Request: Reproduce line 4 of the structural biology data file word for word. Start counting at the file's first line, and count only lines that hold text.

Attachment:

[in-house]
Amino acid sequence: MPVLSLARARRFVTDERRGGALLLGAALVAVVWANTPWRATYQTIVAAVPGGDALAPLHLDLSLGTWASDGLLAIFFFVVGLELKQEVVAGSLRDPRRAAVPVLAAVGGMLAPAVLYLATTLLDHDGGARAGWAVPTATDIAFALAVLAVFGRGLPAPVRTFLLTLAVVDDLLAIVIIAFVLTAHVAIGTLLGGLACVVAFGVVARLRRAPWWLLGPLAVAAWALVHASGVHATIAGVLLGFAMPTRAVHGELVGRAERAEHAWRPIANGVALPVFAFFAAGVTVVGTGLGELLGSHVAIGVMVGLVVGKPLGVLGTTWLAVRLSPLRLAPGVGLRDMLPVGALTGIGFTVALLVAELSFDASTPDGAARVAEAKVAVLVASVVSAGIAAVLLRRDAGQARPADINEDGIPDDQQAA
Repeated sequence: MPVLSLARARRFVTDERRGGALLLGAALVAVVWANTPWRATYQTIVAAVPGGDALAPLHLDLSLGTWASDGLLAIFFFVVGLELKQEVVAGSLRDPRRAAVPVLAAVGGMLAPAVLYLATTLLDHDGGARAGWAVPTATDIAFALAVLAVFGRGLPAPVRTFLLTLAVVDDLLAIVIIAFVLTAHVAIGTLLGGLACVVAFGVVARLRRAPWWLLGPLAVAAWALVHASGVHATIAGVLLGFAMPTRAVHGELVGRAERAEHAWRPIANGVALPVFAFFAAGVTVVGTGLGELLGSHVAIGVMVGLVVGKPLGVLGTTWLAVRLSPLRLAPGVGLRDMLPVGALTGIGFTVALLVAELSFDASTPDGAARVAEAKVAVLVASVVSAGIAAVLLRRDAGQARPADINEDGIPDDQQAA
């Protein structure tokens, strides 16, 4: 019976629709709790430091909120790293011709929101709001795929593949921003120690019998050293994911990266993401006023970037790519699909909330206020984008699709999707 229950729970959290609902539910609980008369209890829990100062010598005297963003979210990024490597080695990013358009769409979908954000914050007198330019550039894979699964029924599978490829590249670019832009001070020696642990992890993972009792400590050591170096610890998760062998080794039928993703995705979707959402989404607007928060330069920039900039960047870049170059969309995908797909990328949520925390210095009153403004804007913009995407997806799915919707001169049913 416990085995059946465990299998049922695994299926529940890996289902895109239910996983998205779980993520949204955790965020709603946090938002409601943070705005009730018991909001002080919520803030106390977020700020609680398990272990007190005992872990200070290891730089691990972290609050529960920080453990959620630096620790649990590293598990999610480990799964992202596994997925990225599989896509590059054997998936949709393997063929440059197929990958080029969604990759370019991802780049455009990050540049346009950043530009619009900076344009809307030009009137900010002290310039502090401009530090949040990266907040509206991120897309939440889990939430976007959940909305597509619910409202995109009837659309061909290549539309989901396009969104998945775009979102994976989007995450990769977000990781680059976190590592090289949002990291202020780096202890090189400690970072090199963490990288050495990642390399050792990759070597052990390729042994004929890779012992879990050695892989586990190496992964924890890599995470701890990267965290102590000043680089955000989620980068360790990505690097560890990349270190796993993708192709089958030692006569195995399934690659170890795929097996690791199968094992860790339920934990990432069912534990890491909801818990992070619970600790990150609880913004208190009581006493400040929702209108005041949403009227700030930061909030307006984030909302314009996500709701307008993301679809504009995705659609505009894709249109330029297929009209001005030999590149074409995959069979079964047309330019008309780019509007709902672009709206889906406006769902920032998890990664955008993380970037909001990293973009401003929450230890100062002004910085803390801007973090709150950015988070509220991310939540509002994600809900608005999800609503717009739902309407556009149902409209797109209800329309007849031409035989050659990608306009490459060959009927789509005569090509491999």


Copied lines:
């Protein structure tokens, strides 16, 4: 019976629709709790430091909120790293011709929101709001795929593949921003120690019998050293994911990266993401006023970037790519699909909330206020984008699709999707 229950729970959290609902539910609980008369209890829990100062010598005297963003979210990024490597080695990013358009769409979908954000914050007198330019550039894979699964029924599978490829590249670019832009001070020696642990992890993972009792400590050591170096610890998760062998080794039928993703995705979707959402989404607007928060330069920039900039960047870049170059969309995908797909990328949520925390210095009153403004804007913009995407997806799915919707001169049913 416990085995059946465990299998049922695994299926529940890996289902895109239910996983998205779980993520949204955790965020709603946090938002409601943070705005009730018991909001002080919520803030106390977020700020609680398990272990007190005992872990200070290891730089691990972290609050529960920080453990959620630096620790649990590293598990999610480990799964992202596994997925990225599989896509590059054997998936949709393997063929440059197929990958080029969604990759370019991802780049455009990050540049346009950043530009619009900076344009809307030009009137900010002290310039502090401009530090949040990266907040509206991120897309939440889990939430976007959940909305597509619910409202995109009837659309061909290549539309989901396009969104998945775009979102994976989007995450990769977000990781680059976190590592090289949002990291202020780096202890090189400690970072090199963490990288050495990642390399050792990759070597052990390729042994004929890779012992879990050695892989586990190496992964924890890599995470701890990267965290102590000043680089955000989620980068360790990505690097560890990349270190796993993708192709089958030692006569195995399934690659170890795929097996690791199968094992860790339920934990990432069912534990890491909801818990992070619970600790990150609880913004208190009581006493400040929702209108005041949403009227700030930061909030307006984030909302314009996500709701307008993301679809504009995705659609505009894709249109330029297929009209001005030999590149074409995959069979079964047309330019008309780019509007709902672009709206889906406006769902920032998890990664955008993380970037909001990293973009401003929450230890100062002004910085803390801007973090709150950015988070509220991310939540509002994600809900608005999800609503717009739902309407556009149902409209797109209800329309007849031409035989050659990608306009490459060959009927789509005569090509491999």